January is the quietest month in Australia. But for hospitals, which provide care 24/7/365, January is a time of big transition. And for patients, that means January is when things are more likely to go wrong.
More than 3,000 newly graduated doctors will enter the next phase of their training in January. New nurses and allied health professionals, such as physiotherapists and hospital pharmacists, also join the workforce in January.
These new staff fill the posts vacated by people one year ahead of them in the pipeline. Last year’s first-year-out doctor goes into his second year of training, and his predecessor goes into her third-year role or leaves the hospital to join a new workplace.
These new minds and hands, and the massive reshuffles of existing staff, disrupt hospitals. Old informal networks break down as new relationships are forged, and the less-experienced staff learn the hospital’s processes and expectations.
Not surprisingly, this staff disruption has an impact on patient care. Around the world, overblown descriptions of the changeover period as the “killing season” and of doctors’ first day in the UK as “Black Wednesday” have become part of medical folklore.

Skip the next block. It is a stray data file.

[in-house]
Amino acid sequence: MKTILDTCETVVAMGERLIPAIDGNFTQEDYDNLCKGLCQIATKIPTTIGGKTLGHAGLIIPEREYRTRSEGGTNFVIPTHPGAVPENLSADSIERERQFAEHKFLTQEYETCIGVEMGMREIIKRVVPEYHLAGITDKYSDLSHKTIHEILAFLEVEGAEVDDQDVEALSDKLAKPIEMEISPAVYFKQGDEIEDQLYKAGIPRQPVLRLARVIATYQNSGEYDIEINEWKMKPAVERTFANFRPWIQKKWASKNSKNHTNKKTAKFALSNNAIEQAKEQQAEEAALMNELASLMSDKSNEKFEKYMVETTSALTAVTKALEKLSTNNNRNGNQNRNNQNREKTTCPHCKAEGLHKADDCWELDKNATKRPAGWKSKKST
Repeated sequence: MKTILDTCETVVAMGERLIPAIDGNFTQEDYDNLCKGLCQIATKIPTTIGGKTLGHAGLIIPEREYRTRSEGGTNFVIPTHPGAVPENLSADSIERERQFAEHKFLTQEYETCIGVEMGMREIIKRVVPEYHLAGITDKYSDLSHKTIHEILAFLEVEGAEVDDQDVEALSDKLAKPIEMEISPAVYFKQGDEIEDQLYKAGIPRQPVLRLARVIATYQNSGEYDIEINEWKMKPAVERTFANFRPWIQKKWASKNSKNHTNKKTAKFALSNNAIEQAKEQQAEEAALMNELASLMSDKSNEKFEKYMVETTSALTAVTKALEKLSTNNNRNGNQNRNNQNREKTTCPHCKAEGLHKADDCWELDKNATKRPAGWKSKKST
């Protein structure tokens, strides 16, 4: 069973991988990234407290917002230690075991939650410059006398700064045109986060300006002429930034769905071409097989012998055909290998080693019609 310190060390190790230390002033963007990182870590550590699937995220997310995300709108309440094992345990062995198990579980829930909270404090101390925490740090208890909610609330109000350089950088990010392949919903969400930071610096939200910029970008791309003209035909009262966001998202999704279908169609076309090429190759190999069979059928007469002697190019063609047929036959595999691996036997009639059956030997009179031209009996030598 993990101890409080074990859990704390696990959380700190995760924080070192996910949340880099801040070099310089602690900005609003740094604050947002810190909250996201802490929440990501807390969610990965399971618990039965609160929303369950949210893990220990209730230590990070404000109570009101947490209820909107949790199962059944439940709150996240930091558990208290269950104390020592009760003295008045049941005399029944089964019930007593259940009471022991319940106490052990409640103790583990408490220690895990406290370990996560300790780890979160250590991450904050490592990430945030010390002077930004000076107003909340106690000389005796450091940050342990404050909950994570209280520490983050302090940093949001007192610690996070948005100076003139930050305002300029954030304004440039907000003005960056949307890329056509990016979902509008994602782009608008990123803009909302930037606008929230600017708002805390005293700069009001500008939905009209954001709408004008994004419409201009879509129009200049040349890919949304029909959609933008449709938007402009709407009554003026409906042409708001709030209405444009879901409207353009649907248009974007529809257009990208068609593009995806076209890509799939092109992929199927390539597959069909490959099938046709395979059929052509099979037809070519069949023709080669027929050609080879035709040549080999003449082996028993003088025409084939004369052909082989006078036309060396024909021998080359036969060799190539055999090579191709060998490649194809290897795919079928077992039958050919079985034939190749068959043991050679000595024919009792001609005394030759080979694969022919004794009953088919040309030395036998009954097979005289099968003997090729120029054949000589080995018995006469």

More sober studies of the “July Effect” (so named in the northern hemisphere) have indeed found evidence of worse patient outcomes during the changeover period.
The graph below shows the trend in complications in Australian hospitals over the past few years. It reveals a small but clear “January Effect”. On average, at least one complication occurs in just under 11% of hospital admissions in Australia. But each January, this rate ticks up by more than half a percentage point.
What goes wrong?
New staff might be less adept at monitoring patients, leading to the patient becoming malnourished. Or the new staff may not have acquired sufficient technical skills leading to an accidental puncture or laceration during a procedure.